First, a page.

Memoirs of a Geisha – Arthur Golden

I read this on the recommendation of a friend, and have now myself recommended it to others. I mistakenly believed this book would be hard to follow given that I knew next to nothing about geishas and their lifestyles. However, the book is written in such a way that everything is explained to you in a non-patronising way and doesn’t detract from the action. Memoirs of a Geisha is a truly remarkable book, and I’ll definitely be watching the film at some point in the future off the back of my enjoyment of this novel.

Memoirs of a Geisha tells the story of a young Japanese girl, who, as her mother is desperately ill and her father elderly is taken away and sold into Gion, a geisha district in Japan. To begin she is fearful and distraught at being removed from her family. However, she is a very intelligent and resourceful girl and realises the consequences could have been much worse, had she not been brought to Gion. She has been earmarked to be trained as a geisha, much to the disgust of the fully-fledged geisha living in their ‘okiya,’ Hatsumomo. She knows that young Chiyo, later Sayuri, is a threat to her and does everything she can to try and ruin the young girl’s chances. However, with the help of another well-known geisha and some external influences, Sayuri eventually becomes a geisha and is incredibly popular. This does not stop Hatsumomo’s hate campaign though, and the battle goes on for a long time until the evil Hatsumomo is forced to admit defeat.

The novel gives us the opportunity to watch Sayuri grow from a child into a beautiful young woman, and take in all the sights and sounds she is experiencing along the way – giving a fascinating glimpse into the world of the geisha. We see Sayuri use her beauty and wit to her advantage, and she manipulates the path of her destiny to lead her to a man she has always desired. It is difficult to say whether it is love Sayuri feels for the Chairman, but I don’t think this is through any fault of the author. I simply feel he was being accurate in not describing it as love because geisha are trained and expected to belong to the highest bidder, as opposed to falling in love and choosing who they spend their time with. It doesn’t make the character appear one-dimensional, as she experiences so many other thoughts and feelings throughout her life that we are desperate to see her happy and settled at some point in her life. You’ll definitely find yourself rooting for the little girl from the fishing village as she in thrown into a hard and hectic life where she is paid to entertain, and her virginity is sold to the highest bidder.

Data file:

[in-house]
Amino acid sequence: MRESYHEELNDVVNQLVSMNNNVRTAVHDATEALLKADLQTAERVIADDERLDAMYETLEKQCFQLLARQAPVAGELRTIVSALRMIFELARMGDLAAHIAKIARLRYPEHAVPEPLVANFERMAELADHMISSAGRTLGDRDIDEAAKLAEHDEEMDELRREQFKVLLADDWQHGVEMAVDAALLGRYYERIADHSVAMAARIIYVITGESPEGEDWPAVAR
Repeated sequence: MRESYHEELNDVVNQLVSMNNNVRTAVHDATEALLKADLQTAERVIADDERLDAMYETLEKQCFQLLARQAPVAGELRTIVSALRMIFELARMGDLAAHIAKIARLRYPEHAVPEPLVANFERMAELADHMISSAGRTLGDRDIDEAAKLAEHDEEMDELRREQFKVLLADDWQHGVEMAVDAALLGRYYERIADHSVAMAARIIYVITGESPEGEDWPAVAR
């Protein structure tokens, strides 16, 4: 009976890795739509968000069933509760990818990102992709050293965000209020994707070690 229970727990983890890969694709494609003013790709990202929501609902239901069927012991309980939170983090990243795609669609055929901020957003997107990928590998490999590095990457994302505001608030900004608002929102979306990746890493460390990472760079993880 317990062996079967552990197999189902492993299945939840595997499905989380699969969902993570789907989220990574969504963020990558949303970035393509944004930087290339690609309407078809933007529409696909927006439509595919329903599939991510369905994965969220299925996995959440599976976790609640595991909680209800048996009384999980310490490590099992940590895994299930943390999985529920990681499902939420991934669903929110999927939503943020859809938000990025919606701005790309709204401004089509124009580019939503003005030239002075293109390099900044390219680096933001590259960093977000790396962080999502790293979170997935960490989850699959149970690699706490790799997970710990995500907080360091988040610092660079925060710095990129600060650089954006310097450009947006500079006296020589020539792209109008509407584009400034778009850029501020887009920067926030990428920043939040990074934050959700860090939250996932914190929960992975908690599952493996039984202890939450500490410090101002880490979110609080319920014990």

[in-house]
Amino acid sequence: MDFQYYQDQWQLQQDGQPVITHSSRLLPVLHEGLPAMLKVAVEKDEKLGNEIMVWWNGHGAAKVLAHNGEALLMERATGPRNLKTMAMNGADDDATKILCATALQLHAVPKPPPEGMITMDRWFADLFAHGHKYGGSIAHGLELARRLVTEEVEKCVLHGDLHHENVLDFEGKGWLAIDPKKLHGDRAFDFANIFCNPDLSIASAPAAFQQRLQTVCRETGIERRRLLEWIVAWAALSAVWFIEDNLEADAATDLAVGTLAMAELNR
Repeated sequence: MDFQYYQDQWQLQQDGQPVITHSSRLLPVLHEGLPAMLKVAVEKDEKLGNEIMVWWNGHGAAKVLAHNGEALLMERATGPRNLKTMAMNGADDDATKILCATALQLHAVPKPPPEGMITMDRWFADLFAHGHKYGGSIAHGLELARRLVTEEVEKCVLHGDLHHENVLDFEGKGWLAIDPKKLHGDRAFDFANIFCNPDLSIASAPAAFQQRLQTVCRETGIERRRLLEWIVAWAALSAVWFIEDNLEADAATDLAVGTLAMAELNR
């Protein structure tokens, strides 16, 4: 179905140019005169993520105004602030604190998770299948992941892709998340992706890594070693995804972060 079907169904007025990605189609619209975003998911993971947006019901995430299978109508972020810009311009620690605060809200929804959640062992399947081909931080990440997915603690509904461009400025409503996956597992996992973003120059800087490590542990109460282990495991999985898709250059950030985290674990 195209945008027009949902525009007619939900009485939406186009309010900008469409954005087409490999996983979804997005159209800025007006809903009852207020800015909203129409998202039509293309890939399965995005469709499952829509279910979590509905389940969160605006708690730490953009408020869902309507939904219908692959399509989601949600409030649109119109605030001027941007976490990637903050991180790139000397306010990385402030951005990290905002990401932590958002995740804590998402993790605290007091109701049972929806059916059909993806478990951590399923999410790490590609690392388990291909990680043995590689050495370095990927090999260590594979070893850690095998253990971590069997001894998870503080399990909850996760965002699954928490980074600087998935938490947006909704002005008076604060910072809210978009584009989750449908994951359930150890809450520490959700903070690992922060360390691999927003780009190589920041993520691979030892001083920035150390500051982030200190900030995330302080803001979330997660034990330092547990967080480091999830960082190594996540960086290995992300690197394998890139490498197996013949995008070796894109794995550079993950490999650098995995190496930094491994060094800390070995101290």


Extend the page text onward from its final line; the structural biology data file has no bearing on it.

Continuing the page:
Although this book is fictional, it describes so well the customs and cultures of Japan and geisha, and the scandals, that you feel as though you’re reading a fascinating autobiography. I felt as though I was learning about the culture and habits as well as taking in a beautiful story. I heartily recommend this – despite the number of characters and complexity of their names and place names, you won’t get lost. The author takes you by the hand and leads you on a fascinating journey, one that you will be reluctant to bring to an end. Excellent.

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